Veterans Affairs Opens In-Patient Gambling Addiction Treatment Center in Las Vegas
Posted on: December 11, 2019, 08:48h.
Last updated on: December 12, 2019, 09:28h.
Earlier this week, the US Department of Veterans Affairs (VA) celebrated the opening of a gambling addiction center in Las Vegas.
The 20-bed facility is just the second such run by the VA. The Las Vegas Residential Recovery and Renewal Center will help veterans learn about what triggers their addictions and develop a prevention plan. They will also receive assistance in developing personalized recovery plans and learning what community support programs are available.
The center is designed to accommodate veterans for stays between 30 and 45 days.
Gambling and substance abuse already exist here. It’s important that we are responsive to that when problems arise for our Veterans,” said Dr. Roxanne Untal, the center’s program manager, in a VA blog. “The biggest goal is to provide residential care for Veterans when more intensive care is needed than what they would receive in outpatient treatment.”
The center includes a five-bed wing specifically for women.
The VA’s other in-house gambling treatment center is located in Cleveland.
Treatment Center ‘Fills a Gap’
While staying at the center, veterans treatment programs include a variety of daily activities. Patients can study exercises like archery and yoga. In addition, an on-site staff attendant is available around-the-clock.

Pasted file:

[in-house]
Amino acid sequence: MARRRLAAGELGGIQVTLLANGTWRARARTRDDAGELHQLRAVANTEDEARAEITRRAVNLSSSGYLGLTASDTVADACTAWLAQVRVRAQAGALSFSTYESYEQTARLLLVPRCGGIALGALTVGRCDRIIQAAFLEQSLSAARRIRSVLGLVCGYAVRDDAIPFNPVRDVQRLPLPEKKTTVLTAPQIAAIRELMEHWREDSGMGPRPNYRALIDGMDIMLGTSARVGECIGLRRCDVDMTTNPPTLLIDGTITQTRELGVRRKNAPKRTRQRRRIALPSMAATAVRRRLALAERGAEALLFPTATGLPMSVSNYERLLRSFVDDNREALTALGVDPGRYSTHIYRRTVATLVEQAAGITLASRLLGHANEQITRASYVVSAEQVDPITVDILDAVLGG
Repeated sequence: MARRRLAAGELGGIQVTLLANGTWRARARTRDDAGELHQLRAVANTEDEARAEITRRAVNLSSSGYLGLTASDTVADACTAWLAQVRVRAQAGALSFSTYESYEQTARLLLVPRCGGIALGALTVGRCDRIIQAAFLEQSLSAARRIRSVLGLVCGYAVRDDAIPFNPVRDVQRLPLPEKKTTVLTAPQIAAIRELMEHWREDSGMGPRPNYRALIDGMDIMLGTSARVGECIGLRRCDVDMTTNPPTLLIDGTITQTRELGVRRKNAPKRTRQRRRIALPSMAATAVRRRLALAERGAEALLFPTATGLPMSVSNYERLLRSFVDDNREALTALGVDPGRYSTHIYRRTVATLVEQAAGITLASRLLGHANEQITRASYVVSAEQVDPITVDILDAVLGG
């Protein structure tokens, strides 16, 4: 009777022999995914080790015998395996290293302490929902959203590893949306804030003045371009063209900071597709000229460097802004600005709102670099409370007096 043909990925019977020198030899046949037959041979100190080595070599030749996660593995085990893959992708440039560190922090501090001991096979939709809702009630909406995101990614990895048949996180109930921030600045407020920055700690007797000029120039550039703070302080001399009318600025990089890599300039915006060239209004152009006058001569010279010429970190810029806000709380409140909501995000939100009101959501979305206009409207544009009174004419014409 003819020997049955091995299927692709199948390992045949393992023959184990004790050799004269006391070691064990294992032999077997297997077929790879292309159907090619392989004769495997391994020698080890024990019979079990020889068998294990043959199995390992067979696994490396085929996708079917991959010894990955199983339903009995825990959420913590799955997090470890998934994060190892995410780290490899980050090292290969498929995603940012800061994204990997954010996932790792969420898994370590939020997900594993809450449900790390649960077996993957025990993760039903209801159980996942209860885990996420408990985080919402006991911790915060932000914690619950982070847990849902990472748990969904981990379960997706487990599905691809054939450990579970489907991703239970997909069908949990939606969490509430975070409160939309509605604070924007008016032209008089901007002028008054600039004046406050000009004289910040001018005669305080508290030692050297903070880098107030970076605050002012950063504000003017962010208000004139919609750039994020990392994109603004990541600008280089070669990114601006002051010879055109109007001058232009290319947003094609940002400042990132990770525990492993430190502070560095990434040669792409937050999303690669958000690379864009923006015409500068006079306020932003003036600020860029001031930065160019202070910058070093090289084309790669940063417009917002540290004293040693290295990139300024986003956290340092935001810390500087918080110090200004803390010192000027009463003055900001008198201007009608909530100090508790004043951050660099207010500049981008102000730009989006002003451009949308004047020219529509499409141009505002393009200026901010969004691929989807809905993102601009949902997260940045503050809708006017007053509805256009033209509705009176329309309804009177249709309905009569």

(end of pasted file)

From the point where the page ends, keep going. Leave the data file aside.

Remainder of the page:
“This facility fills a gap in our mental health continuum of care,” said Tim Jobin, chief of behavioral health for the VA’s Southern Nevada Healthcare System. “The staff has dedicated countless hours of planning, mindfulness, and reviews to make this happen here today. This is a great day for Veterans.”
According to the VA, veterans seeking help can either seek a referral from their primary care doctor, or utilize the VA’s same-day walk-in mental health services.
Untal added that any licensed provider can make a referral for a consultation and screening.
Problem Gaming in the US
The National Council on Problem Gaming estimates that about 2 million Americans suffer from gambling addiction. In addition, another 6 million individuals are at risk because they meet some of the criteria related to problem gaming and experience negative behaviors related to their gambling activities.
Earlier this year, the VA New England Mental Illness Research, Education, and Clinical Center at the Edith Nourse Rogers Memorial Veterans Hospital in Bedford, Mass., released the findings from a pilot study funded by the Massachusetts Gaming Commission. The study screened 260 veterans who visited the hospital’s behavioral health clinic over a 10-month period. Nearly a third of those veterans reported they had gambled within the past year.
Most of the veterans who are in the study were being seen initially for depression or anxiety.
Veterans who reported gambling as a problem were most likely to play traditional lottery games, such as Powerball, as well as scratch-off games. Nearly six percent of the veterans screened were identified as having a gambling disorder and admitted their problem. The study also found that all of them had histories of anxiety, depression, or post-traumatic stress disorder.
There’s also an effort underway to help active-duty military members get help for problem gambling. US Sen. Elizabeth Warren filed a bill earlier this year that would mandate the Department of Defense screen military personnel and develop programs for those who are battling addiction and problem gaming.
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